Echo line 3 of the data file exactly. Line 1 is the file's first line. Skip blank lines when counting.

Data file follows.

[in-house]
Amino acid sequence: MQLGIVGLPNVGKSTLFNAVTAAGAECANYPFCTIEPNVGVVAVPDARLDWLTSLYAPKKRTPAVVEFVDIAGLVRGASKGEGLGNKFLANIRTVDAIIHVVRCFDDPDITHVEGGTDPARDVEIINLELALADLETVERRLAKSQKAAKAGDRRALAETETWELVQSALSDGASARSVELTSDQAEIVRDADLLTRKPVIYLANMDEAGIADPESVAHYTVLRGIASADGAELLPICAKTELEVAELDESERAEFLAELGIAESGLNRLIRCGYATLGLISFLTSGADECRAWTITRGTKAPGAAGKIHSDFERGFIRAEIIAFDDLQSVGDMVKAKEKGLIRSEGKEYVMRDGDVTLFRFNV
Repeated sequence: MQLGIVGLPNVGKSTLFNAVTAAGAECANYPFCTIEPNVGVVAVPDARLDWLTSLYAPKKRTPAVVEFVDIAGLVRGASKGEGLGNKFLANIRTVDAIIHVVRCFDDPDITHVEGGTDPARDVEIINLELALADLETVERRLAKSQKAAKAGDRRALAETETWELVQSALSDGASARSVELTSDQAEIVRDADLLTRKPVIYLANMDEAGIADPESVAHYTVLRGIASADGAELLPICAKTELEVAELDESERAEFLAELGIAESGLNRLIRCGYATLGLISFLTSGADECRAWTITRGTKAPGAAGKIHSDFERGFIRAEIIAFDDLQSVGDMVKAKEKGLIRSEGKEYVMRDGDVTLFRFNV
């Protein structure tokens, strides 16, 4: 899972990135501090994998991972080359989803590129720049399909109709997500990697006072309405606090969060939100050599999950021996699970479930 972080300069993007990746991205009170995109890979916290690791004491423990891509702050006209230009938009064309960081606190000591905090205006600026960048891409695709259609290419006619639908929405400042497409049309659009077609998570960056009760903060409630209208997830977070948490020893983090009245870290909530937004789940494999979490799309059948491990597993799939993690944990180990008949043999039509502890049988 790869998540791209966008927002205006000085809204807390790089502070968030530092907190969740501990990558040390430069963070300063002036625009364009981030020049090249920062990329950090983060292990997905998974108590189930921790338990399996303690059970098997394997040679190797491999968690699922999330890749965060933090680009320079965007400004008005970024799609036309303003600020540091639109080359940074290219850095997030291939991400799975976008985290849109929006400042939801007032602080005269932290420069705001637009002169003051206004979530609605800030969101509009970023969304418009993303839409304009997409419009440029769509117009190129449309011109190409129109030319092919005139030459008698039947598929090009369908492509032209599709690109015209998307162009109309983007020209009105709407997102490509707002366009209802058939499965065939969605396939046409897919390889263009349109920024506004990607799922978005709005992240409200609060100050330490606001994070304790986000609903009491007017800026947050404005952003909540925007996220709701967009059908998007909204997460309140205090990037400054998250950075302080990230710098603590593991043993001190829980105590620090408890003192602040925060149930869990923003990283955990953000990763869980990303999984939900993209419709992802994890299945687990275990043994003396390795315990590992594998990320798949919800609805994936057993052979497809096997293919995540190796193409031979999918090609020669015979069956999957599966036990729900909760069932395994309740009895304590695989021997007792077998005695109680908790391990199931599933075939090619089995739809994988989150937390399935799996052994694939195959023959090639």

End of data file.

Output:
Repeated sequence: MQLGIVGLPNVGKSTLFNAVTAAGAECANYPFCTIEPNVGVVAVPDARLDWLTSLYAPKKRTPAVVEFVDIAGLVRGASKGEGLGNKFLANIRTVDAIIHVVRCFDDPDITHVEGGTDPARDVEIINLELALADLETVERRLAKSQKAAKAGDRRALAETETWELVQSALSDGASARSVELTSDQAEIVRDADLLTRKPVIYLANMDEAGIADPESVAHYTVLRGIASADGAELLPICAKTELEVAELDESERAEFLAELGIAESGLNRLIRCGYATLGLISFLTSGADECRAWTITRGTKAPGAAGKIHSDFERGFIRAEIIAFDDLQSVGDMVKAKEKGLIRSEGKEYVMRDGDVTLFRFNV